Stream + Listen: Nicole McCloud - What About Me?


+ Sheila E. - Romance 1600

Let's not be glib here...Though Sheila E. is credited for all eight tracks present on her sophomore album, we all know that Prince is truly the creative force behind this album. In every corner he's busting out, making pancakes, dribbling basketballs, all while locking eyes with you in a hypnotic gaze, making you believe otherwise. Prince's involvement is more glaring on the album's core highlight, the amazing 12-minute funk masterpiece, "A Love Bizarre", and at times I can't tell where the vocal blending of Sheila E. and Prince begins or ends. Then again it's probably intentional, and the natural course of the Purple One's oddball genius at work.

I am sounding a tad harsh though to the 'cool auntie in my head', Miss E, as she does have some creative voice on this as she is performing all the percussion and exuding all the attitude on this wacky little collection of songs. She's not just a piece of tits n' ass, which what a lot of Prince's female proteges usually tended to be (let's not be glib, remember?). Sheila E. will always be my favorite of the proteges for this reason, because even when Prince tries to impose and pile on his influence on her she always seems to come out as her own individual. Her decking herself out in 18th Century Poldark garb doesn't distract that "Sister Fate" kicks up all kinds of dust with its breakneck drum cadences and fussy lyricals. or that her attempt at Prince's burgeoning interest in jazz on the melancholic, "Bedtime Story" and "Yellow" is genuine at best. And really you're kind of an bore if you don't get a kick out of "Toy Box" and the bouncy title track.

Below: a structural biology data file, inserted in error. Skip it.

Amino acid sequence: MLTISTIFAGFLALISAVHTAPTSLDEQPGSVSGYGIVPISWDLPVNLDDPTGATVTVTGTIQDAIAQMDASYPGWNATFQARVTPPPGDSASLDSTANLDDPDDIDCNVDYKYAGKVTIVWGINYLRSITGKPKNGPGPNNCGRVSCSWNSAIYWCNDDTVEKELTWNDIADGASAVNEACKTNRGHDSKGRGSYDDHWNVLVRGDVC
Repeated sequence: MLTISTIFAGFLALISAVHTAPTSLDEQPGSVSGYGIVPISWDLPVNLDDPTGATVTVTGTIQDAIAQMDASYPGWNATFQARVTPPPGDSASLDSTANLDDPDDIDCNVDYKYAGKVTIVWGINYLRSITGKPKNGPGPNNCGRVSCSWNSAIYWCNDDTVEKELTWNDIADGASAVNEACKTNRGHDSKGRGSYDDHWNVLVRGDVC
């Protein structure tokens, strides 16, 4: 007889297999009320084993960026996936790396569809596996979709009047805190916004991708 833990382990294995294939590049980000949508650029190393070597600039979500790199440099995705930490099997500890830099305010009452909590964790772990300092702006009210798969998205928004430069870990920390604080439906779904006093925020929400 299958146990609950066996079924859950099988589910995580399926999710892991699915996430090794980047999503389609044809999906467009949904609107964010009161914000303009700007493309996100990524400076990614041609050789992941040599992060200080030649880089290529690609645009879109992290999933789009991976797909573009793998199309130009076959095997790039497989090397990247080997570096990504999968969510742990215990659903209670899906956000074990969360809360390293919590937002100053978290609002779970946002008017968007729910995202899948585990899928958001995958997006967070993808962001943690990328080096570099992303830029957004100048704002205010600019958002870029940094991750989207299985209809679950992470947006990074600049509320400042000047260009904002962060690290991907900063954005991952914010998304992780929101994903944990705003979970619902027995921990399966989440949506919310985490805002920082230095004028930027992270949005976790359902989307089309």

Though Romance 1600 is an drunken escapade, Prince does wear his formula thin on this as he seemed to give Sheila E. all his leftover scraps in order to assemble a eight-track album for his in-demand protege. Still as erratic as this album is I give it the extra edge because it attempts to at least be aware that music is supposed to be experimental and it is far from boring. From the mystical wistfulness of "Dear Michelangelo" to Miss E doing what she does best by slaying on percussion for the oddball quickie, "Merci For The Speed Of A Mad Clown", Romance 1600 has us paying for the atmosphere, more so than the meal itself.

Stream + Listen: Sheila E. - Romance 1600
You may also like:

Post a Comment

© audio diva. Design by MangoBlogs.